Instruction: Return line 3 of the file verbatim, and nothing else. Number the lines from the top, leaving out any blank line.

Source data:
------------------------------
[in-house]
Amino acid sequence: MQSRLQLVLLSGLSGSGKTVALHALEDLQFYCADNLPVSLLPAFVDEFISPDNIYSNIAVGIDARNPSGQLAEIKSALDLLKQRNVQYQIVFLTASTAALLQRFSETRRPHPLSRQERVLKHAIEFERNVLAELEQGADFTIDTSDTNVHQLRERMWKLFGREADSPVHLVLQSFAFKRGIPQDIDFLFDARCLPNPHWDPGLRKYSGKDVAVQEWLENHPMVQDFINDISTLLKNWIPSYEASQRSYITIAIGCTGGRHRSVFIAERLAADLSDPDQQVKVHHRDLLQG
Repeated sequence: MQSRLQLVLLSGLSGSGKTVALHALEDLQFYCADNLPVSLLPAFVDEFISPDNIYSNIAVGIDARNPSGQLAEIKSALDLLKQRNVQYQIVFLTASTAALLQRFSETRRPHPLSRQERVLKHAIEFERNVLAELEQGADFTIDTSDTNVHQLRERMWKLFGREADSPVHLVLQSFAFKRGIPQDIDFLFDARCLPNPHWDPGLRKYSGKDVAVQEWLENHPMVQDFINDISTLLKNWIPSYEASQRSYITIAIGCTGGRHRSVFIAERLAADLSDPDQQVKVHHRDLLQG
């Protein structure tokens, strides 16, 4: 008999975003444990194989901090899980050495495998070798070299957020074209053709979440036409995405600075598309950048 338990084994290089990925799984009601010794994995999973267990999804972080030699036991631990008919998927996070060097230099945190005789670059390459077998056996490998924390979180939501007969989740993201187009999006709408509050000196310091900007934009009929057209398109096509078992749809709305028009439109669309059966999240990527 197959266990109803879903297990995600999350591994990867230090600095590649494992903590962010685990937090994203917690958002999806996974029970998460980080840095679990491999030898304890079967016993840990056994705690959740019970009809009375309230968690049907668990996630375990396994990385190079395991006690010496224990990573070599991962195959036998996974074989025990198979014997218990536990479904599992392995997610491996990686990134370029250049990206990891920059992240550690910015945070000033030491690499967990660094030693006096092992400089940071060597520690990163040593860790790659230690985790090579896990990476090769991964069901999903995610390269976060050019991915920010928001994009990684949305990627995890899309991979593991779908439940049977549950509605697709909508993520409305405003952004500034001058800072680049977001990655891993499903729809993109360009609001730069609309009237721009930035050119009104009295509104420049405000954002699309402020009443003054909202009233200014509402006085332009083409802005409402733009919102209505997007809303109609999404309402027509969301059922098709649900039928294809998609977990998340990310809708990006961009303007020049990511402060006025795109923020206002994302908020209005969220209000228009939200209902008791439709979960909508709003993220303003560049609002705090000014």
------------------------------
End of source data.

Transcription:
Repeated sequence: MQSRLQLVLLSGLSGSGKTVALHALEDLQFYCADNLPVSLLPAFVDEFISPDNIYSNIAVGIDARNPSGQLAEIKSALDLLKQRNVQYQIVFLTASTAALLQRFSETRRPHPLSRQERVLKHAIEFERNVLAELEQGADFTIDTSDTNVHQLRERMWKLFGREADSPVHLVLQSFAFKRGIPQDIDFLFDARCLPNPHWDPGLRKYSGKDVAVQEWLENHPMVQDFINDISTLLKNWIPSYEASQRSYITIAIGCTGGRHRSVFIAERLAADLSDPDQQVKVHHRDLLQG